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15 March 2002

numbers.gif (2365 bytes)I couldn’t believe the numbers. Just couldn’t believe them.

I checked the piece of paper again. Nope. They were really there. Typed even. No question about misinterpretation due to bad handwriting.

I compared them with the previous set. I still couldn’t believe it.

They were my lab results. After I went to a diabetes class a couple of weeks ago, they ordered new lab tests for me. They ordered blood glucose tests, and I requested cholesterol testing just to see how the new regimen had affected the numbers.

The dietician told me that it generally takes at least 4 months before you show much change in cholesterol levels and I hadn’t been on this new program all that long–and had only been exercising for a month, but to humor me, she agreed to ask for the cholesterol testing.

When the results came back, I was first interested in the glucose testing. The A1C is lower, but still in the marginally diabetic range, which disappointed me a bit–my daily sugar readings have all been so "normal" that I hoped that this 3-month average would also be in the "normal" range, but not yet.

But then I checked the cholesterol numbers. In August, when it was last drawn, my cholesterol had been 215. That’s the highest it’s ever been. It always hovers around "borderline" and medical people cluck their tongues and warn about going over that magic "200" number and caution diet and exercise, but I’d always, of course, ignored them.

Now here I was—actually on that straight and narrow path. Dieting. Exercising. Taking care of my body. What would the numbers show?


That’s right. One hundred and sixty-six. I had dropped 50 points in the past 2 months, thanks to clean living.

The HDL/LDL ratio isn’t ideal, but it’s better, and it will continue to get better as I stick to this program, but boy, if there was ever an incentive to keep doing what I’ve been doing, this lab slip is definitely it.

This morning I received an e-mail with an offer for some magic formula that would lower your cholesterol. I scoffed. I don’t need that. I have GREAT cholesterol.

In fact, my friend the nurse, on getting my e-mail shouting to the hills about the new numbers wrote, "My god, you now have the cholesterol of a marathon runner." Well, I’m not ready to run a marathon yet, and with what I assume is a touch of arthritis in my toes, which sometimes makes walking a little painful, I probably won’t ever get into serious running, but by golly, I can keep those numbers down.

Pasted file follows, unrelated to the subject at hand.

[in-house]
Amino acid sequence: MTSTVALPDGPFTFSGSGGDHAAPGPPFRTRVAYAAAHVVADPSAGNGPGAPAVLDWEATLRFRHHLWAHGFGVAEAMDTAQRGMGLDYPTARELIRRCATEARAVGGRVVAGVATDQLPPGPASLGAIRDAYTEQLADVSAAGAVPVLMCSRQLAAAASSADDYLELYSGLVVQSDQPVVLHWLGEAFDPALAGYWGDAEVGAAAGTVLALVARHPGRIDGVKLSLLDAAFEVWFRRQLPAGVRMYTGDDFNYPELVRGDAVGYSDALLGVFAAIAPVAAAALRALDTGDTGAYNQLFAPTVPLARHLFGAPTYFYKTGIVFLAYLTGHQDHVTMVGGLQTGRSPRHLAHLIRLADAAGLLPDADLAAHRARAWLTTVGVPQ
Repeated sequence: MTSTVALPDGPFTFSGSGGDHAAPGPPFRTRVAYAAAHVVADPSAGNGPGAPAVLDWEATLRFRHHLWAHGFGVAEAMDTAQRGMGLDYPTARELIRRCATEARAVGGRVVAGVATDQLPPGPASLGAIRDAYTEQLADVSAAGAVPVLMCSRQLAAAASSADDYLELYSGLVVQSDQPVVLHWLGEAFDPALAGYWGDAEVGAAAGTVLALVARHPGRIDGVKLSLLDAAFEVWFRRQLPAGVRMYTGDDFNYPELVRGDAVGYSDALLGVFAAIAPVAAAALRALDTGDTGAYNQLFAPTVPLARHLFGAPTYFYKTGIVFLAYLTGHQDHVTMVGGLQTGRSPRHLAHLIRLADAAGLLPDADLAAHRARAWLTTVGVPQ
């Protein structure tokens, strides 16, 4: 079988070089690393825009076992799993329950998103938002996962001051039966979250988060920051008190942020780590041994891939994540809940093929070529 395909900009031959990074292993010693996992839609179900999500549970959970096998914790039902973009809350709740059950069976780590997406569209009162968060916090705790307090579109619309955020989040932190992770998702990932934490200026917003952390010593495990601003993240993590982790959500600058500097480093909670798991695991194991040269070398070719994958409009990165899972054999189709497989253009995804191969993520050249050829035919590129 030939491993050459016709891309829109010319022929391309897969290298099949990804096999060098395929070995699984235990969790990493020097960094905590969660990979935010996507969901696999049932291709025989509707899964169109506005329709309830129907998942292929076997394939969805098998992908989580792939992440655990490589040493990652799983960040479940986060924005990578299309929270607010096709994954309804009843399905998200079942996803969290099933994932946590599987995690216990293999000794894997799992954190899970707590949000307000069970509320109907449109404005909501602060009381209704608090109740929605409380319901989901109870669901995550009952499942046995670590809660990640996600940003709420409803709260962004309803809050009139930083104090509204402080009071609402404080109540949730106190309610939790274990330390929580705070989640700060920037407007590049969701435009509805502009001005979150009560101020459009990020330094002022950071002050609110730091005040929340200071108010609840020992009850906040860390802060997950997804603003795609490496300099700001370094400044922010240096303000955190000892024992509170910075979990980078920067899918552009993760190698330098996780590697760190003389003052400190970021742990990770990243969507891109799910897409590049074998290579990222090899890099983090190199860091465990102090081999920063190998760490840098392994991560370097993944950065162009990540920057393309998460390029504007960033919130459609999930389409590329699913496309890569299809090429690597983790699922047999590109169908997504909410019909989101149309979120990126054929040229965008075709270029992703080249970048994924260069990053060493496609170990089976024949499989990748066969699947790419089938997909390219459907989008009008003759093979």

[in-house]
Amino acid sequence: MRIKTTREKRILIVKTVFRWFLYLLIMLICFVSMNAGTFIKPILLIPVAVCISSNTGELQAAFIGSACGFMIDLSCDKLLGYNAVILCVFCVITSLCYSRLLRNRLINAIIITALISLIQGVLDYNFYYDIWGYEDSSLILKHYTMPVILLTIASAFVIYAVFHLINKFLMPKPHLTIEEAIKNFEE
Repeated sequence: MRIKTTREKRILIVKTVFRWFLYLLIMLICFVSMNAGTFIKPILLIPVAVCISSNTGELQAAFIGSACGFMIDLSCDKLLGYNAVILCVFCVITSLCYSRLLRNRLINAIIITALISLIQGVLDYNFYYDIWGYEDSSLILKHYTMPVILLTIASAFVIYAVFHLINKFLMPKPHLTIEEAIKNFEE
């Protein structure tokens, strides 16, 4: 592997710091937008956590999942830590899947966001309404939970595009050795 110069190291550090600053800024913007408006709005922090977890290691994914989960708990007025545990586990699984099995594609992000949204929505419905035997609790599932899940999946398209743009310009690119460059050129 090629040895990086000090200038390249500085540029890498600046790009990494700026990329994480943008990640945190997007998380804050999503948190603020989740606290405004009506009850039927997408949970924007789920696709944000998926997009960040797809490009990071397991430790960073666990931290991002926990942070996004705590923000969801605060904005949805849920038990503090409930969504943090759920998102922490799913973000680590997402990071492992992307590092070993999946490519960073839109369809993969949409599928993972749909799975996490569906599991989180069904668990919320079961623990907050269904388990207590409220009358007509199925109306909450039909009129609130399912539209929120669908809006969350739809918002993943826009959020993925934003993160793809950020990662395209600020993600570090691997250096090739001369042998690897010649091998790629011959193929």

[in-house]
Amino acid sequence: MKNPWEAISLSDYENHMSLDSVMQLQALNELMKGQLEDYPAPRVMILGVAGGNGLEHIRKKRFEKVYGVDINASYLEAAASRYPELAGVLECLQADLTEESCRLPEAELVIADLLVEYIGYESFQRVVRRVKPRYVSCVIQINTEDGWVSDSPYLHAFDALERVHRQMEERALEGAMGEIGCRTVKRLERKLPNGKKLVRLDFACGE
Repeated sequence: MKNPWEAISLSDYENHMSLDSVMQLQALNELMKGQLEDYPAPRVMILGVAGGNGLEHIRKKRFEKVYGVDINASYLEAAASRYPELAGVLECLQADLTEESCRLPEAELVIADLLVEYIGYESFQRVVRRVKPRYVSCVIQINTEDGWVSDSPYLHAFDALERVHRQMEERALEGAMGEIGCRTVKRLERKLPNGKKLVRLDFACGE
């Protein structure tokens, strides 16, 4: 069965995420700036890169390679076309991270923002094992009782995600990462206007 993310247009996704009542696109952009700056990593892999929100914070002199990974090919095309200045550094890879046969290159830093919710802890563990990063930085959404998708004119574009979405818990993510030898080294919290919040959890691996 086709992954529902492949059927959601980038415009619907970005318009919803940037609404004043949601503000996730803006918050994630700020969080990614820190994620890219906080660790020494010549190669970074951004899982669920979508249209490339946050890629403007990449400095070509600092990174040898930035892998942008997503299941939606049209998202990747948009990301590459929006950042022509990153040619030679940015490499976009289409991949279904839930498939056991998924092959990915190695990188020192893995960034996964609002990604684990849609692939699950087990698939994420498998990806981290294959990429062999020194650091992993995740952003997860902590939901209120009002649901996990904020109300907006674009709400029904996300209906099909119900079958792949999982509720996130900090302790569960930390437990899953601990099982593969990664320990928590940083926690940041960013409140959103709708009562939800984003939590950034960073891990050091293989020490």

Next goal is to get the blood pressure down. Again, my blood pressure has always hovered around borderline, but when I had it tested in August it was up. I don’t remember the exact numbers at that time, but the provider requested that I have it tested periodically over the next few months.

Naturally, I didn’t do that (mostly because I was embarrassed and thought that my arm wouldn’t fit in those do-it-yourself machines in the stores). But I did ask Dr. G to take my blood pressure before he left on vacation.

"You’re not going to want to hear this," he told me.

It was 150/105. That’s high. My diastolic has been running at 90 as long as I can remember.

He said that normally he’d put me on blood pressure medication right away, but that the level wasn’t so high that it was in the dangerous range yet, and with my new regimen, he wanted to give it a bit and see if I could bring it down with diet and exercise.

He returns from his month, actually (or he’s on a plane as I write this). He will be back seeing patients again on Monday and I will ask him to check to see if, in the intervening month, the blood pressure has dropped at all.

I’ve gone all these years with passing interest in the numbers I see. I know the weight numbers, but have tried not to pay attention them. I never remembered the cholesterol or blood pressure numbers, other than to know they were borderline.

Suddenly the new me (with the weight loss, I suppose I should call the new me "mini me"!) is in competition with the old me and those numbers are really important to me. As I cheer each week with the increasingly decreasing numbers on the scale, so will I begin to pay attention to all the other numbers: the cholesterol, the HDL/LDL ratio, the blood glucose, the blood pressure. (As well as the number of minutes on the exercise machines, the level of work expended, the number of points of my food during the day...)

For someone who professes that she is not very good at numbers, suddenly they seem to have become the center of my life!


Quote of the Day

I regret to say that we of the FBI are powerless to prevent intimate oral-genital contact, unless it in some way obstructs interstate commerce.

-- J. Edgar Hoover

One Year Ago

Apprentice Hermit

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